Saw this on Ain’t It Cool News. I have been a longtime fan of John Woo, but I don’t want to get too excited about his new film “Red Cliff” because he has let me down so much in the past decade (those of you that have been longtime readers will remember my “Dear John Letter.”) Also this new movie is a period piece before there were guns… John Woo, no guns? Not to mention all the set-backs this production has had including on-set deaths! Let’s just say I am cautiously excited about “Red Cliff.”

Check out the trailer for yourself:

And also this long-ass compilation of footage without subtitles:


5 thoughts on “

  1. This is what cinematography is at its most spectacular! Captivating imagery. Exciting visions. Beautifully photographed. I hope the story is good too.

  2. This movie is a dream come true for me-Tony Leung, and I ❤ medaieval battle scenes, as long as they aren’t too long. There was no sound on your clip for me. Maybe it’s my connection. The only thing that isn’t working for me is the top knots. I know it’s historically accurate, but it’s…not sexy. I noticed they didn’t include the top knots in the closeups. Still, Tony Leung can pull off just about anything-he had greaser hair in Lust, Caution and still managed to be attractive, so there’s hope.Well of course Hard Boiled is amazing. I’ve seen it several times. My favorites are the bird cage teahouse scene, and especially CYF sliding down the bannister shooting his pistols like Bette Davis in Deception only much better, yeah yeah yeah. I love the ending where Tony Leung is just on his boat sailing off, too. But is it fair to hold JW to such a standard forever? The producer of HB (Terence Chen?) said JW used to make comedies that weren’t funny. I’ve never seen any of them, but he changed over, then-got into his true calling as a filmmaker. You are right about the low budget making for creativity in HK film. But he nearly killed CYF several times, and here it’s all about insurance and lawsuits and safety making big films, yeah? JW’s an old man, Michael. Give an old man a break. I can’t believe he’s done an epic at this point in his life. Laurence Olivier was once asked what the most important quality for an actor to have was. He said “Good health”. It must be exhausting for JW to make an epic. Please see my latest post for comparison review of This Is England/The Motel. BUT…like everything else, I’m still working on it. :]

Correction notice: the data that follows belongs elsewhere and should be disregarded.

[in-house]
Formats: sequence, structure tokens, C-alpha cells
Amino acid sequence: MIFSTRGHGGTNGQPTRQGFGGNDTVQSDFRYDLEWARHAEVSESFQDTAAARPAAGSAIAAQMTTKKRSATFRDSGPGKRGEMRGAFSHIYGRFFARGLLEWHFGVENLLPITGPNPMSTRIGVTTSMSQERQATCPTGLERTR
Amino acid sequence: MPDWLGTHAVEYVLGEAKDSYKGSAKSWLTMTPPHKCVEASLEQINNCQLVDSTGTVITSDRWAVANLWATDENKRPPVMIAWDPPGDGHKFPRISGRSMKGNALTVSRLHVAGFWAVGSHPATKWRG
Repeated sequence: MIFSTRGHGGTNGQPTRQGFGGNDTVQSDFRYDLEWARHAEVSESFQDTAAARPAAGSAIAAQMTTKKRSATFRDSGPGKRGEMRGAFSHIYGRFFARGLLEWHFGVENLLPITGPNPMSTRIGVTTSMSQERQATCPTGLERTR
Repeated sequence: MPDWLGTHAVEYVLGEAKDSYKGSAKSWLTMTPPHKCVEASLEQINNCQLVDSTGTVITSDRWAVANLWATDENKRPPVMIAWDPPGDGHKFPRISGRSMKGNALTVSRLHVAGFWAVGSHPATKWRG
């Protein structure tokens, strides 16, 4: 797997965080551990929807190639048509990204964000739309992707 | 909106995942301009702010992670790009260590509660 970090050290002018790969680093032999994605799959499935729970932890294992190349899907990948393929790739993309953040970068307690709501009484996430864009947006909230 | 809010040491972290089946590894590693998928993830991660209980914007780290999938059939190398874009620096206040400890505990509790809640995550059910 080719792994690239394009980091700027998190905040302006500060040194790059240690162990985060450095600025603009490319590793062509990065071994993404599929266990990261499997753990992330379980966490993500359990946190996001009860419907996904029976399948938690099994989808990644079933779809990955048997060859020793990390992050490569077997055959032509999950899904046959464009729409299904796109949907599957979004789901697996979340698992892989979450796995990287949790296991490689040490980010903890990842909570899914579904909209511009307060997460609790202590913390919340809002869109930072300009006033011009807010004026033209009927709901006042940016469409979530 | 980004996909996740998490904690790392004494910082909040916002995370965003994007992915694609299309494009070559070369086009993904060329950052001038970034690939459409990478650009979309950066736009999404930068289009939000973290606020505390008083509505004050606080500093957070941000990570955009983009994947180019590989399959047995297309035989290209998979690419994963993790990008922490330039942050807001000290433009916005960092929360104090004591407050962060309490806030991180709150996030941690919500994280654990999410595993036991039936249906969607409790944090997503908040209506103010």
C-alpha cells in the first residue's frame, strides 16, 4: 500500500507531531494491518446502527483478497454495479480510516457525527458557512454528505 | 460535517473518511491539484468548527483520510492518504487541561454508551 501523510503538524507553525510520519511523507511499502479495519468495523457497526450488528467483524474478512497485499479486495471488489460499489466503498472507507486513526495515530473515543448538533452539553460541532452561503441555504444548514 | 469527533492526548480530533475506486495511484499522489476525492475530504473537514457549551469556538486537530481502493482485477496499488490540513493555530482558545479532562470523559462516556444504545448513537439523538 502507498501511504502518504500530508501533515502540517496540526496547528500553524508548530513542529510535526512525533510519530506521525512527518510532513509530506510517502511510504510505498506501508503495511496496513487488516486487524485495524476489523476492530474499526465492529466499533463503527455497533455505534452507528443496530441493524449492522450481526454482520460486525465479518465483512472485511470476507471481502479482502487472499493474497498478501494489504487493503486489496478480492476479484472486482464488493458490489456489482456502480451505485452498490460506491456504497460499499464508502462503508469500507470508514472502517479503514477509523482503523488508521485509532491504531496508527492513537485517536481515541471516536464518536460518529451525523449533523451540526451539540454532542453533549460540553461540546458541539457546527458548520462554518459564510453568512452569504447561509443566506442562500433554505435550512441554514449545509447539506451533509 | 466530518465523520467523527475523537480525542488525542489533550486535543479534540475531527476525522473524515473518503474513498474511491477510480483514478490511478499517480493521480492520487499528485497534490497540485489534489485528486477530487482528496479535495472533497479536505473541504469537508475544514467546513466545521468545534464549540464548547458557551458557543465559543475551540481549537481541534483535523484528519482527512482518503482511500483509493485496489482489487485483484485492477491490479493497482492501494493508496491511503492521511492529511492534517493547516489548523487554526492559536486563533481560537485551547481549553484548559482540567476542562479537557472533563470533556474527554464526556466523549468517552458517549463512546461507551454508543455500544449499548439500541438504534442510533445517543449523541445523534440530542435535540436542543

3. so here it is: Sunday, July 06, 2008This Is England/The Motel: Films on the emotional life of boysLast night, I  watched This Is England. I’m not keen on coming of age stories, for my own reasons, but I will see them if the subject matter interests me. I would like to offer reviews and a contrast between this film and another, The Motel, dealing with the emotional life of boys.This Is England is set in early 80’s Thatcher-era England. It’s about a 12 year old English boy, Brien, whose father has recently been killed in the Falklands war. He lives in a small town on the northeast coast of Britain and is befriended by a group of much older Skinheads.  The premise bugged me in the beginning, that 18 and 19 year old people would want to party with a 12 year old. Also, it didn’t ring true that the top psycho Skinhead, at 32, would want to take the grade school Brien under his wing. Sure enough, as great a job as the actors did, it didn’t play out.When the concept of Brien hooking up with an 18 year old girl 2 heads taller than him was introduced, they lost me. The two have a makeout scene that made me physically sick, because it’s child abuse. The kid looks about 9 and the girl is made up in Boy George, 80’s drag that would scare your average child.I don’t even have to tell you anything about the plot because it’s predictable, coming of age storyline stuff. There are terrific character studies and wonderful moments between characters, but This Is England does not hang together.A much better film is one from director Michael Kang: The Motel, about a fatherless boy the same age as Brien, named Ernest, who is growing up at the Sin Inn his mother runs. When an alpha male, Casanova-like guest arrives, the kind of man Ernest might think he wants to be, Ernest becomes an apt pupil for whatever he can possibly learn from this beautiful wreck of a guy.Ernest has lots of worries, not the least of which is the sexual maturation going on in his chubby-baby body, and he knows, as animals do in nature, that now there is something he wants to do with his crush – pretty 15 year old neighbor, Irene. The skillfully told story reeks of one thing: Truth. Nothing hurts like the truth and nothing is as funny as the truth. The film compels you to identify with the character of Ernest, a genuine little guy, whose hormones are calling to him louder than his mom calling him to dinner. This film definetely hangs together. It’s tight enough to bounce a quarter off of. From the nuanced acting to the plot progression, to the realness of the characters, this is top drawer stuff, reminiscent of Stand By Me, but better. I believe that with a film, drama as well as comedy, timing is everything. It makes or breaks the film, and the timing of everything and everyone in The Motel is spot on. All the main characters are Asian.Michael Kang is my Xanga Friend: http://www.xanga.com/Mike2Cents

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